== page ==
Oliver Stone, who is putting the finishing touches on Wall Street 2: Money Never Sleeps, which is due out on April 21st, is now looking toward his next picture, an adaptation of the as-yet-unpublished Savages from Don Winslow. The movie, which will be scripted by both Winslow and Stone, will focus on a three-way romance and the Mexican drug cartels, which sounds like a great movie. In 1988. According to Deadline, which first reported the story:
In Savages, two pals from Laguna Beach pals share the same girlfriend and a thriving business growing and distributing the best-quality pot on the planet. When they resist being muscled by a Mexican drug cartel , the girl is kidnapped and the ransom is every cent they’ve made for the last five years. They agree to pay but hatch an alternate plan to get her back, get revenge, and then get lost.
The Mexican drug cartel angle is kind of old hat these days, but with the proliferation of superhero and comic-book movies, as well as remakes and sequels, it might actually be refreshing. Stone, however, has lost some currency in recent years. He hasn’t really made a movie with much cultural impact since Natural Born Killers back in 1994, despite push-button topics like 9/11 (World Trade Center) and George Bush (W.). Maybe Wall Street 2 resurrects his star.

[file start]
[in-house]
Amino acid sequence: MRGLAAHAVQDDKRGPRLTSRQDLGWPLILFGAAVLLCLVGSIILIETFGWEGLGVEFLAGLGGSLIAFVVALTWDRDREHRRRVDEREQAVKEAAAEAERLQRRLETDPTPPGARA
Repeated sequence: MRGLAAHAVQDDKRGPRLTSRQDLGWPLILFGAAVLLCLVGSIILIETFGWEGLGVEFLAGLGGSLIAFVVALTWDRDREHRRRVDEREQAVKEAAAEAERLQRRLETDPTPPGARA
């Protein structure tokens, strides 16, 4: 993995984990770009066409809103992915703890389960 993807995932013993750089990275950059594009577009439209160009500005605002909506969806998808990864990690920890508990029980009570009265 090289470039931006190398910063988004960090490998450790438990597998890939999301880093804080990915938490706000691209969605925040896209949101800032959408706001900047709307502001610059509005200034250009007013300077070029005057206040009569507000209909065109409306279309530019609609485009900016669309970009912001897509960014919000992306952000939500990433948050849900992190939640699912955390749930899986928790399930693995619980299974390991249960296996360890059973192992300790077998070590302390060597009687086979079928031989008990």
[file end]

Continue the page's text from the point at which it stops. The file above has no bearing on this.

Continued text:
Meanwhile, some of you may remember Russell Mulcahy’s 1994 version of The Shadow, starring Alec Baldwin. Others of you may wish you could forget it. Despite the commercial disaster of that film, Sam Raimi has had a hard-on for the old radio character for years, but his attempts to put together another movie about him have failed. It looks like he’s finally getting it off the ground now, though. Only this time, he’s set to produce. Latino Review reports that Fox has picked up the project, and that Raimi wants David Slade (30 Days of Nights) to direct the revival after directing the third Twilight flick.
This version of The Shadow is expected to be considerably different — he may actually be several people, a “force of nature” rather than a specific person in a costume. I don’t even know what that means, but I expect it can’t be worse than Baldwin’s version.